343 Reportedly Switching to Unreal Engine and is 'All But Starting From Scratch' - NewsWilliam D'Angelo , posted on 01 February 2023 / 2,964 Views
Microsoft this month announced it will lay off 10,000 employees and Halo developer, 343 Industries, was hit the hardest out of all first-party Xbox studios. Microsoft Gaming CEO Phil Spencer recently stated 343 Industries and the Halo franchise is "critically important" to Xbox.
Bloomberg's Jason Schreier is reporting following the mass layoffs and an overhaul of leadership the studio "is all but starting from scratch."
The report claims at 95 people have been laid off at 343 Industries. This includes dozens of veterans, including top directors and contractors. These employees were only given a few days notice before their contracts were ended.
The Halo franchise has been using the Slipspace engine that has a large amount of old code from the 1990s and early 2000s. With Pierre Hintze taking over as lead at 343 Industries, the studio has decided to shift away from Slipspace to Unreal Engine, according to the report.
This switch to Unreal Engine will start with a new game codenamed Tatanka, according to people familiar with plans from 343 Industries. This game is being developed alongside Certain Affinity. It started off a battle royale game, but it may evolve into something different, according to the sources.
Other future games in the Halo franchise might also explore using Unreal Engine. This in theory will make development easier. However, some people internally are worried this shift "may have a negative impact on the way Halo games feel to play."
The sources also claims 343 Industries was not working on new content for the story. Developers were focused on making prototypes in Unreal Engine and pitching ideas for new Halo games rather than working on new content for the Halo Infinite campaign.
A life-long and avid gamer, William D'Angelo was first introduced to VGChartz in 2007. After years of supporting the site, he was brought on in 2010 as a junior analyst, working his way up to lead analyst in 2012 and taking over the hardware estimates in 2017. He has expanded his involvement in the gaming community by producing content on his own YouTube channel and Twitch channel. You can contact the author on Twitter @TrunksWD.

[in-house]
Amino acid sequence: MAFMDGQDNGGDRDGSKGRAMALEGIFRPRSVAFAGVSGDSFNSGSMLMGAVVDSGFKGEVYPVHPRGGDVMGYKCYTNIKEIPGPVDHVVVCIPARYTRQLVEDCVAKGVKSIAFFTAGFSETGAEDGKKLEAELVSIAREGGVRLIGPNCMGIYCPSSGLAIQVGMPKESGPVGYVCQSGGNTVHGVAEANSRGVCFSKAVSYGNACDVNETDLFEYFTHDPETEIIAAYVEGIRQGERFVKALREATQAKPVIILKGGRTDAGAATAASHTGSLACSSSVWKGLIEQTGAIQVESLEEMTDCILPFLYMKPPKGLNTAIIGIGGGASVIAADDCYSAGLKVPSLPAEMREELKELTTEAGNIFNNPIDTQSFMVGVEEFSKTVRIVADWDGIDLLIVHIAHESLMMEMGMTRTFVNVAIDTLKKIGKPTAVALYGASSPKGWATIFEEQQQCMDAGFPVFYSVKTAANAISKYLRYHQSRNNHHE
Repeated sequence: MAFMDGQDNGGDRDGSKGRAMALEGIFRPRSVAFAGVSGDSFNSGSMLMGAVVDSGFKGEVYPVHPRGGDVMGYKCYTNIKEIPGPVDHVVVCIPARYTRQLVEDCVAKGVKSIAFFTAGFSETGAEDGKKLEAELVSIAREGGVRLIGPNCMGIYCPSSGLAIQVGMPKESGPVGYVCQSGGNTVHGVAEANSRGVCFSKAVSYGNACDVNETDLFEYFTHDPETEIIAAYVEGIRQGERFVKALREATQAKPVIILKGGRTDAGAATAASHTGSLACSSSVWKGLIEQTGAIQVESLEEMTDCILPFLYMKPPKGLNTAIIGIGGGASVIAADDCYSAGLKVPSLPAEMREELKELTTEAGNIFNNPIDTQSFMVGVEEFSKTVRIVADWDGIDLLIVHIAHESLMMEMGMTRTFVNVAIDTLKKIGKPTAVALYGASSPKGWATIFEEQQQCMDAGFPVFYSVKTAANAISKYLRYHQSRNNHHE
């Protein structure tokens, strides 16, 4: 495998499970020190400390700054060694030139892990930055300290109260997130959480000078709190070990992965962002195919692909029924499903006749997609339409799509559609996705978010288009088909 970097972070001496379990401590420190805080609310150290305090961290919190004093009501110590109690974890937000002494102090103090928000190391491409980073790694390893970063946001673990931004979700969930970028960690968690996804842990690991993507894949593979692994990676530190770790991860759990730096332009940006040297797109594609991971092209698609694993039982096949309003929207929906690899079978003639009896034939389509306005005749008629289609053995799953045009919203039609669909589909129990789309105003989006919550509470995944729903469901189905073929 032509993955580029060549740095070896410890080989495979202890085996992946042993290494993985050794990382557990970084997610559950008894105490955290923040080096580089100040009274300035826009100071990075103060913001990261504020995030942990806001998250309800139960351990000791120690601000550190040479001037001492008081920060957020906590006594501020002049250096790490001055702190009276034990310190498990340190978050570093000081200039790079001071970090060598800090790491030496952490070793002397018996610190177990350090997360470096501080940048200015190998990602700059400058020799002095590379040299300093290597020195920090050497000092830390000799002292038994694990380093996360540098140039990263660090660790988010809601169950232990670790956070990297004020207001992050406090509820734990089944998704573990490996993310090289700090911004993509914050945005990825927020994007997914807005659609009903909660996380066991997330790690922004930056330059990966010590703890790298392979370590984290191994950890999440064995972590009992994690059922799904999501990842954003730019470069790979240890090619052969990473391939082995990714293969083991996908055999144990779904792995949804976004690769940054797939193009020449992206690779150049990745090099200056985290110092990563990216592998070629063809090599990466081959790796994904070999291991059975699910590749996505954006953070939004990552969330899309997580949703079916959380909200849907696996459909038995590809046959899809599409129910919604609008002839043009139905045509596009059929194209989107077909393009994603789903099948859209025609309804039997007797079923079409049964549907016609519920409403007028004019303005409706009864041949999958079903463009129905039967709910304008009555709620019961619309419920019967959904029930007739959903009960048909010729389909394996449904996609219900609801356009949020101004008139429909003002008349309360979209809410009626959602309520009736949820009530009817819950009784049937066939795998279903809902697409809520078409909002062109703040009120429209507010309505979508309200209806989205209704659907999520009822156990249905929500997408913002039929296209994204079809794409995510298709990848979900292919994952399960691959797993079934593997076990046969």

Building, maintaining and upgrading game engines is actually hard.
Slipspace was a good engine, it was just being held back by older platforms rather than embracing RT Global Illumination.
The fact it was using "old" code from the 90's is not important.
Many games today still use engines which have roots in technology from the 90's, Call of Duty is one such example with it's roots back to Quake 2.
Why throw out the whole wheel if you don't need to?
I think the idea is that by using unreal engine, it's a whole lot easier to find people that are qualified to develop games for you without having to spend a bunch of time and money training them up on a new engine. Then the usual ebbs and flows of studio head count aren't as big of a deal, at least in terms of staffing up at crunch time.
That is the other flip side.
In saying that, we have reached a level of maturity in the game development industry where it's not super difficult for a competent individual to be proficient at the use of multiple different types of development tools anyway, even ones built-in house.
There are only a finite amount of ways to approach the same problem in the end.
However... It's hard to argue that EPIC has done an absolutely brilliant job building, maintaining and supporting it's development ecosystem around Unreal, which does make it attractive for many developers.
But... It also has the caveat (And this is what we saw in the 7th gen) when everyone uses the same game engine, visually games can start to feel "samey" as the rendering pipelines are all identical... And developers who are less inclined to adjust smaller and more intricate details/settings like FOV can result in games that feel the similar to play.
I think I actually (ironically) prefer EA's approach to it's engine development... That is, one engine for all it's games in-house, every game that gets released tends to 'add' something new and unique to the engine, improving it over time, making it more powerful, more flexible.
Microsoft is reaching a stage where it actually has a crap-ton of technology... They have iD Tech, they have NetImmerse turned Gamebryo turned Creation Engine, Havok, Slipspace and more. They should build a developer who only develops engine technology for all it's studios... That way they can also optimize at a low-level for Microsoft's platforms and leverage their platforms strengths and weaknesses.